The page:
2. SCENE II. The coast of Wales. A castle in view.
My lord, wise men ne'er sit and wail their woes,
But presently prevent the ways to wail.
To fear the foe, since fear oppresseth strength,
Gives, in your weakness, strength unto your foe,
And so your follies fight against yourself.
Fear and be slain; no worse can come to fight;
And fight and die is death destroying death;
Where fearing dying pays death servile breath.
My father hath a power; inquire of him,
And learn to make a body of a limb.
Thou chid'st me well. Proud Bolingbroke, I come
To change blows with thee for our day of doom.
This ague fit of fear is over-blown;
An easy task it is to win our own.--
Say, Scroop, where lies our uncle with his power?
Speak sweetly, man, although thy looks be sour.
Men judge by the complexion of the sky
The state in inclination of the day;
So may you by my dull and heavy eye,
My tongue hath but a heavier tale to say.
I play the torturer, by small and small
To lengthen out the worst that must be spoken:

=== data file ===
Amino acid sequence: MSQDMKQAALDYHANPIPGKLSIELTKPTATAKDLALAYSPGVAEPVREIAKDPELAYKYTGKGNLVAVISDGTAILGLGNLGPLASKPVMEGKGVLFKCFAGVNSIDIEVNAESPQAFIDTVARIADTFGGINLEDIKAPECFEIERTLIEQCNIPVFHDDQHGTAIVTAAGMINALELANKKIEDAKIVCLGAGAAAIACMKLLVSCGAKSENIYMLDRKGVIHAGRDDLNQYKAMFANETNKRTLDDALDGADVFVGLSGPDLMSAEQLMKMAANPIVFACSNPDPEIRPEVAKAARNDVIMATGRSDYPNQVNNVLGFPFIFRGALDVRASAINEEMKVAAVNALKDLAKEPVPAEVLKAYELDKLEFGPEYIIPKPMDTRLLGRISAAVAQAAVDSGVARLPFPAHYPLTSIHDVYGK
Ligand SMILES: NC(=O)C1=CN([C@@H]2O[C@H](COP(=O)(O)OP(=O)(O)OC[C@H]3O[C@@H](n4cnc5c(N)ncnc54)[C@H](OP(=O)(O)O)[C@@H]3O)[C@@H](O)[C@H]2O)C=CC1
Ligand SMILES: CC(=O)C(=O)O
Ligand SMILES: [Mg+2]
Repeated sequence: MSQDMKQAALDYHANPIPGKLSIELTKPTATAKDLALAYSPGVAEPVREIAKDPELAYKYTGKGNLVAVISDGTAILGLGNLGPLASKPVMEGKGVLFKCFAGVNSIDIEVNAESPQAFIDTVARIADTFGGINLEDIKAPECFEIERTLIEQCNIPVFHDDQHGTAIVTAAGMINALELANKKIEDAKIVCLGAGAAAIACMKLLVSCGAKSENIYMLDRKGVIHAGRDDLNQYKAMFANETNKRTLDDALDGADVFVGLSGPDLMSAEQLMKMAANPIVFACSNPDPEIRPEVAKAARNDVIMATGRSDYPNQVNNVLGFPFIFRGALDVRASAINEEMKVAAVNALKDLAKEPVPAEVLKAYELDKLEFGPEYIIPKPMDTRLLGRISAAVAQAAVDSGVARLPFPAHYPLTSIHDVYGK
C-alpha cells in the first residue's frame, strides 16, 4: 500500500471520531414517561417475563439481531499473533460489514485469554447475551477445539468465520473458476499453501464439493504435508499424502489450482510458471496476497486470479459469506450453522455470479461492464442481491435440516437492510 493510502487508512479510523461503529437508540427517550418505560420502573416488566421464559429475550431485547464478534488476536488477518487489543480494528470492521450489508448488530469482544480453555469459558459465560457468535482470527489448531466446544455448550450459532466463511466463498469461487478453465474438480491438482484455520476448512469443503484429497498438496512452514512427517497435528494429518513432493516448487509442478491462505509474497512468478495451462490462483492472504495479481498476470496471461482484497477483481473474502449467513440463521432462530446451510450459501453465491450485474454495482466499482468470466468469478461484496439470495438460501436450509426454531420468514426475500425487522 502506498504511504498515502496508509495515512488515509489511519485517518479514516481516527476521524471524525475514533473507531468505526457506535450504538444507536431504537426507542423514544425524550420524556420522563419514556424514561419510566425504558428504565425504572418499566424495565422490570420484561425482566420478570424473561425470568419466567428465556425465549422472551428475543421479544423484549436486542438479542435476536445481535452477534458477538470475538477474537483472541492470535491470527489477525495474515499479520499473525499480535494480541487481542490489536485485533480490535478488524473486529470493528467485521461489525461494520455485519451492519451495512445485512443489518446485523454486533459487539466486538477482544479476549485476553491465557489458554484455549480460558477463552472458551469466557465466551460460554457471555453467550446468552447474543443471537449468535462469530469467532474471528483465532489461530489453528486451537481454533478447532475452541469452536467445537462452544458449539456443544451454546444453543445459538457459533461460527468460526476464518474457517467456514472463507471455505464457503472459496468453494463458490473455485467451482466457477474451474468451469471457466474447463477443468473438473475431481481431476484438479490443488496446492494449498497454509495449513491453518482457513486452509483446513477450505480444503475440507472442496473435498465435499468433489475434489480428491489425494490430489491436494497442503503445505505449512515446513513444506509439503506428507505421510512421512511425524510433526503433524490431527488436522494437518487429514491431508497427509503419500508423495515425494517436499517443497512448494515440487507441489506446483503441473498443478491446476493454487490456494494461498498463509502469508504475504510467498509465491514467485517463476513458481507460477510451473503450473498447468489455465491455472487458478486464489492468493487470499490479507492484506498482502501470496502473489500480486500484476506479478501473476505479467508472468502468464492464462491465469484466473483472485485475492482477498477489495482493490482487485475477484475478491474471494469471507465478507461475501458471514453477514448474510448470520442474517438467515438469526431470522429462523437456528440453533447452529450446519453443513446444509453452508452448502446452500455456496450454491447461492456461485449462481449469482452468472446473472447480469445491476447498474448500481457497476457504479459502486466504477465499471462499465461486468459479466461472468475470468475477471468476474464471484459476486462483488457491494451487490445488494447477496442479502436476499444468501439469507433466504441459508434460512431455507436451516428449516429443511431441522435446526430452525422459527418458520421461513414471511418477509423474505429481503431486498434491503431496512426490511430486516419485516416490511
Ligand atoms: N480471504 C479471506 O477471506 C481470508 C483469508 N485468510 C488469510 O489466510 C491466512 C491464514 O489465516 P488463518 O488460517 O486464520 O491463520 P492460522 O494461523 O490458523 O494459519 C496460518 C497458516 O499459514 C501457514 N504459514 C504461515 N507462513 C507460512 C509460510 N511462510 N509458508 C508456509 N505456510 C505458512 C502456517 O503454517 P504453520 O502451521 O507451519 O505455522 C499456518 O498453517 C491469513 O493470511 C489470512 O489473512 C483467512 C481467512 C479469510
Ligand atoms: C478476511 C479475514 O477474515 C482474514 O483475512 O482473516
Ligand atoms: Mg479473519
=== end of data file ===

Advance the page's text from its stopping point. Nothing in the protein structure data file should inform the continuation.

Your uncle York is join'd with Bolingbroke;
And all your northern castles yielded up,
And all your southern gentlemen in arms
Upon his party.
Thou hast said enough.
[To AUMERLE.] Beshrew thee, cousin, which didst lead me forth
Of that sweet way I was in to despair!
What say you now? What comfort have we now?
By heaven, I'll hate him everlastingly
That bids me be of comfort any more.
Go to Flint Castle; there I'll pine away;
A king, woe's slave, shall kingly woe obey.
That power I have, discharge; and let them go
To ear the land that hath some hope to grow,
For I have none. Let no man speak again
To alter this, for counsel is but vain.
My liege, one word.
He does me double wrong
That wounds me with the flatteries of his tongue.
Discharge my followers; let them hence away,
From Richard's night to Bolingbroke's fair day.